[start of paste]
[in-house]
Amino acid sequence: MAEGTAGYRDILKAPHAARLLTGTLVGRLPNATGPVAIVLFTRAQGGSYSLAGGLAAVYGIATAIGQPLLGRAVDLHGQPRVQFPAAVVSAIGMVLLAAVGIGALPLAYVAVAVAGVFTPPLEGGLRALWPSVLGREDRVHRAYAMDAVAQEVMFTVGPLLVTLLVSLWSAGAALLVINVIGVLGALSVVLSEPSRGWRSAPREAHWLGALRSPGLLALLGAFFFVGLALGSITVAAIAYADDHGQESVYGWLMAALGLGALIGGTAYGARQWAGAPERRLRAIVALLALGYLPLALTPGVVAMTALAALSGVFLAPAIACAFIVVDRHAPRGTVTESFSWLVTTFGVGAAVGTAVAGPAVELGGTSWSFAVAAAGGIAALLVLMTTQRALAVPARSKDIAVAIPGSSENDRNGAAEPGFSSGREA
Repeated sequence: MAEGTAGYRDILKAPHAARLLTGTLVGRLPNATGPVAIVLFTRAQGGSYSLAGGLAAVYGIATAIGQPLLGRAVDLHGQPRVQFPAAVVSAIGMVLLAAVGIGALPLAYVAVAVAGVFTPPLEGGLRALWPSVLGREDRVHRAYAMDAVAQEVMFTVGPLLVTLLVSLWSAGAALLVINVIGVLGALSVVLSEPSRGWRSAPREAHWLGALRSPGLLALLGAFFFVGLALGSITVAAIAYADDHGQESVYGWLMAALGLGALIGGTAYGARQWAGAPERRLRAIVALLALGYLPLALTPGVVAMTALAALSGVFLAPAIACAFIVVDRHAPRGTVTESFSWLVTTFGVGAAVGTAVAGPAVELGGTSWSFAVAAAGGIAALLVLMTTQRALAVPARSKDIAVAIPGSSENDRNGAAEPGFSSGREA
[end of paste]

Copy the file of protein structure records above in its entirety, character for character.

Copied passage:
[in-house]
Amino acid sequence: MAEGTAGYRDILKAPHAARLLTGTLVGRLPNATGPVAIVLFTRAQGGSYSLAGGLAAVYGIATAIGQPLLGRAVDLHGQPRVQFPAAVVSAIGMVLLAAVGIGALPLAYVAVAVAGVFTPPLEGGLRALWPSVLGREDRVHRAYAMDAVAQEVMFTVGPLLVTLLVSLWSAGAALLVINVIGVLGALSVVLSEPSRGWRSAPREAHWLGALRSPGLLALLGAFFFVGLALGSITVAAIAYADDHGQESVYGWLMAALGLGALIGGTAYGARQWAGAPERRLRAIVALLALGYLPLALTPGVVAMTALAALSGVFLAPAIACAFIVVDRHAPRGTVTESFSWLVTTFGVGAAVGTAVAGPAVELGGTSWSFAVAAAGGIAALLVLMTTQRALAVPARSKDIAVAIPGSSENDRNGAAEPGFSSGREA
Repeated sequence: MAEGTAGYRDILKAPHAARLLTGTLVGRLPNATGPVAIVLFTRAQGGSYSLAGGLAAVYGIATAIGQPLLGRAVDLHGQPRVQFPAAVVSAIGMVLLAAVGIGALPLAYVAVAVAGVFTPPLEGGLRALWPSVLGREDRVHRAYAMDAVAQEVMFTVGPLLVTLLVSLWSAGAALLVINVIGVLGALSVVLSEPSRGWRSAPREAHWLGALRSPGLLALLGAFFFVGLALGSITVAAIAYADDHGQESVYGWLMAALGLGALIGGTAYGARQWAGAPERRLRAIVALLALGYLPLALTPGVVAMTALAALSGVFLAPAIACAFIVVDRHAPRGTVTESFSWLVTTFGVGAAVGTAVAGPAVELGGTSWSFAVAAAGGIAALLVLMTTQRALAVPARSKDIAVAIPGSSENDRNGAAEPGFSSGREA